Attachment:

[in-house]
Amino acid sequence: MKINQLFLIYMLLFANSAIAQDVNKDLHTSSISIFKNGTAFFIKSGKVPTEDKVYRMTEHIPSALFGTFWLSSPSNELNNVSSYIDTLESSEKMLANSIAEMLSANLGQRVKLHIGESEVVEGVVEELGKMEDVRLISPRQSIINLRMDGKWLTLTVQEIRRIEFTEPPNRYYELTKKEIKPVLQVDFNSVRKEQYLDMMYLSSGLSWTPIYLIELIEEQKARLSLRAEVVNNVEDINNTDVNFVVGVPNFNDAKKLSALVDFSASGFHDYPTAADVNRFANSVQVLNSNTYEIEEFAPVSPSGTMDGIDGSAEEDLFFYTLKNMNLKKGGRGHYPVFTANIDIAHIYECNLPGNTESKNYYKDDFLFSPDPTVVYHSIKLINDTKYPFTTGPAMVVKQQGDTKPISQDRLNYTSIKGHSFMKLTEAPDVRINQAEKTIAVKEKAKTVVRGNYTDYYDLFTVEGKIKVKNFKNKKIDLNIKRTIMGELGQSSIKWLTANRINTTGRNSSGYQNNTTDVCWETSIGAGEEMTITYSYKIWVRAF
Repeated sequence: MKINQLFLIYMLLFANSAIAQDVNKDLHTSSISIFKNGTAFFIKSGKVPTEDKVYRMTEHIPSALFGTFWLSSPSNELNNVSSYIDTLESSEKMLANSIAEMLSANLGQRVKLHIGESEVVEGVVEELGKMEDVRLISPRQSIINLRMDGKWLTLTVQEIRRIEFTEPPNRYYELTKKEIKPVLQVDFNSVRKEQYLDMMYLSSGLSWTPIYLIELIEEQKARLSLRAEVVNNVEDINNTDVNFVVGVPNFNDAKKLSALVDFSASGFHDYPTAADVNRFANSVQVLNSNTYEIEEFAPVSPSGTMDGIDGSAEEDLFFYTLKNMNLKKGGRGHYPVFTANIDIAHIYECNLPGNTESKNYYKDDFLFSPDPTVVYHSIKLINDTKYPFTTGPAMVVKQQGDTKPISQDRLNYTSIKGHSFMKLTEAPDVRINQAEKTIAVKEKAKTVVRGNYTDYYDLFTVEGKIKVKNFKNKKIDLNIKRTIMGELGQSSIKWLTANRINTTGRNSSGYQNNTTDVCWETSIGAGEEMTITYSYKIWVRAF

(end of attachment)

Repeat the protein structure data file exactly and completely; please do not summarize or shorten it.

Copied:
[in-house]
Amino acid sequence: MKINQLFLIYMLLFANSAIAQDVNKDLHTSSISIFKNGTAFFIKSGKVPTEDKVYRMTEHIPSALFGTFWLSSPSNELNNVSSYIDTLESSEKMLANSIAEMLSANLGQRVKLHIGESEVVEGVVEELGKMEDVRLISPRQSIINLRMDGKWLTLTVQEIRRIEFTEPPNRYYELTKKEIKPVLQVDFNSVRKEQYLDMMYLSSGLSWTPIYLIELIEEQKARLSLRAEVVNNVEDINNTDVNFVVGVPNFNDAKKLSALVDFSASGFHDYPTAADVNRFANSVQVLNSNTYEIEEFAPVSPSGTMDGIDGSAEEDLFFYTLKNMNLKKGGRGHYPVFTANIDIAHIYECNLPGNTESKNYYKDDFLFSPDPTVVYHSIKLINDTKYPFTTGPAMVVKQQGDTKPISQDRLNYTSIKGHSFMKLTEAPDVRINQAEKTIAVKEKAKTVVRGNYTDYYDLFTVEGKIKVKNFKNKKIDLNIKRTIMGELGQSSIKWLTANRINTTGRNSSGYQNNTTDVCWETSIGAGEEMTITYSYKIWVRAF
Repeated sequence: MKINQLFLIYMLLFANSAIAQDVNKDLHTSSISIFKNGTAFFIKSGKVPTEDKVYRMTEHIPSALFGTFWLSSPSNELNNVSSYIDTLESSEKMLANSIAEMLSANLGQRVKLHIGESEVVEGVVEELGKMEDVRLISPRQSIINLRMDGKWLTLTVQEIRRIEFTEPPNRYYELTKKEIKPVLQVDFNSVRKEQYLDMMYLSSGLSWTPIYLIELIEEQKARLSLRAEVVNNVEDINNTDVNFVVGVPNFNDAKKLSALVDFSASGFHDYPTAADVNRFANSVQVLNSNTYEIEEFAPVSPSGTMDGIDGSAEEDLFFYTLKNMNLKKGGRGHYPVFTANIDIAHIYECNLPGNTESKNYYKDDFLFSPDPTVVYHSIKLINDTKYPFTTGPAMVVKQQGDTKPISQDRLNYTSIKGHSFMKLTEAPDVRINQAEKTIAVKEKAKTVVRGNYTDYYDLFTVEGKIKVKNFKNKKIDLNIKRTIMGELGQSSIKWLTANRINTTGRNSSGYQNNTTDVCWETSIGAGEEMTITYSYKIWVRAF